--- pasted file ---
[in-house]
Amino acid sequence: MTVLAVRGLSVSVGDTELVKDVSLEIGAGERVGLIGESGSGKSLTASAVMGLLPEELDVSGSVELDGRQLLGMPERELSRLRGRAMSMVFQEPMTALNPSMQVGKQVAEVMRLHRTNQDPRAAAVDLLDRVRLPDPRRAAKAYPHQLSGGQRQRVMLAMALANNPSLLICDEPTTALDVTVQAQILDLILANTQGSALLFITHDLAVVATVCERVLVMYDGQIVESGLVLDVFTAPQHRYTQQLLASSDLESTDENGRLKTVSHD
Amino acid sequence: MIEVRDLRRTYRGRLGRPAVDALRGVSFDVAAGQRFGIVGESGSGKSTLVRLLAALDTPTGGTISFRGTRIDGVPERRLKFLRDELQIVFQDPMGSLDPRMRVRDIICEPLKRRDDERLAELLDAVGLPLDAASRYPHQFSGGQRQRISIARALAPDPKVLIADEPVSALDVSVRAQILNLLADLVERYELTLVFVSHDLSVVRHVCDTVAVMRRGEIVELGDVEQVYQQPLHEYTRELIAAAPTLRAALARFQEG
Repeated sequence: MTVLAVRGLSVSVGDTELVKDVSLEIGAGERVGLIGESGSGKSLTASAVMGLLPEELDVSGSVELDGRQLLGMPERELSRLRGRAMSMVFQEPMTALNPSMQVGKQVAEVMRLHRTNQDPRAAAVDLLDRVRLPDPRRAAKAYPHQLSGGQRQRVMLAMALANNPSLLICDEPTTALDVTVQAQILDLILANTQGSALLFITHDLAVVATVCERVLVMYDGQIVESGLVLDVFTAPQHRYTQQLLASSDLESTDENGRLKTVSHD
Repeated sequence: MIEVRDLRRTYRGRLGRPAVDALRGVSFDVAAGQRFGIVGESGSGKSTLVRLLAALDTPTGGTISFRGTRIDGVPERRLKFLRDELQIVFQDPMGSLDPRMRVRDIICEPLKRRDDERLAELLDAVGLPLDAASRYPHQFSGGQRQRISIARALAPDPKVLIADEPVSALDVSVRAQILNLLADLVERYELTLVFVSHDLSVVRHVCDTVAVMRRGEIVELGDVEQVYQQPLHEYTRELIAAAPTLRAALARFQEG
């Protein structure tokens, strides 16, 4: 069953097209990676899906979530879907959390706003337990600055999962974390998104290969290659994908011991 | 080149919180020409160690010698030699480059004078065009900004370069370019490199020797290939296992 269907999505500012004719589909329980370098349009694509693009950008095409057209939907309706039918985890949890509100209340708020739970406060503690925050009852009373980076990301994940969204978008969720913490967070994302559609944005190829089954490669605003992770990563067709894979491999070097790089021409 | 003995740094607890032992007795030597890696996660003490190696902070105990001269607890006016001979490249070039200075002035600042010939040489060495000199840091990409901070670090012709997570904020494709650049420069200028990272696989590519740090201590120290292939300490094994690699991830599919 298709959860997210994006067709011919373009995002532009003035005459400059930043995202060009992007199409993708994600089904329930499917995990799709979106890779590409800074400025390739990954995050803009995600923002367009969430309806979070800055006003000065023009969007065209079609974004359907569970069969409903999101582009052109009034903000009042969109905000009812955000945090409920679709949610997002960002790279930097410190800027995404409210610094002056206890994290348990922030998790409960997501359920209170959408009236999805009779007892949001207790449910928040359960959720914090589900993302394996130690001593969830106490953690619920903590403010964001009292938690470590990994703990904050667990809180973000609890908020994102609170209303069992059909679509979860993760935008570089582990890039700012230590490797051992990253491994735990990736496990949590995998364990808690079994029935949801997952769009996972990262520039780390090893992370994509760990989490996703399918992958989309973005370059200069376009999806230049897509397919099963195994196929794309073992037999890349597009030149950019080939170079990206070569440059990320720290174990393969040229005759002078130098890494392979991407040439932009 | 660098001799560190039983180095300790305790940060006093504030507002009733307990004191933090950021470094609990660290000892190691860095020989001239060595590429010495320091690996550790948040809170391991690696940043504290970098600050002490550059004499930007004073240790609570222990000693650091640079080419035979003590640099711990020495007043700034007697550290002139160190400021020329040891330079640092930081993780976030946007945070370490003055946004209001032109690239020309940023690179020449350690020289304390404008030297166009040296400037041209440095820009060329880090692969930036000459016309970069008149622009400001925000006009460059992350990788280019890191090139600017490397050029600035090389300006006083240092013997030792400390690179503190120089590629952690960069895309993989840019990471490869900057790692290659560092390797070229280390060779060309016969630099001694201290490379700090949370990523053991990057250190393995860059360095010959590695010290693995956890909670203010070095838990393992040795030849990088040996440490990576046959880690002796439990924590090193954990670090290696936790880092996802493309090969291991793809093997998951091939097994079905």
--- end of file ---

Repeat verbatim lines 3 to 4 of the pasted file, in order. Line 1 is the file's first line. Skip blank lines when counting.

Amino acid sequence: MIEVRDLRRTYRGRLGRPAVDALRGVSFDVAAGQRFGIVGESGSGKSTLVRLLAALDTPTGGTISFRGTRIDGVPERRLKFLRDELQIVFQDPMGSLDPRMRVRDIICEPLKRRDDERLAELLDAVGLPLDAASRYPHQFSGGQRQRISIARALAPDPKVLIADEPVSALDVSVRAQILNLLADLVERYELTLVFVSHDLSVVRHVCDTVAVMRRGEIVELGDVEQVYQQPLHEYTRELIAAAPTLRAALARFQEG
Repeated sequence: MTVLAVRGLSVSVGDTELVKDVSLEIGAGERVGLIGESGSGKSLTASAVMGLLPEELDVSGSVELDGRQLLGMPERELSRLRGRAMSMVFQEPMTALNPSMQVGKQVAEVMRLHRTNQDPRAAAVDLLDRVRLPDPRRAAKAYPHQLSGGQRQRVMLAMALANNPSLLICDEPTTALDVTVQAQILDLILANTQGSALLFITHDLAVVATVCERVLVMYDGQIVESGLVLDVFTAPQHRYTQQLLASSDLESTDENGRLKTVSHD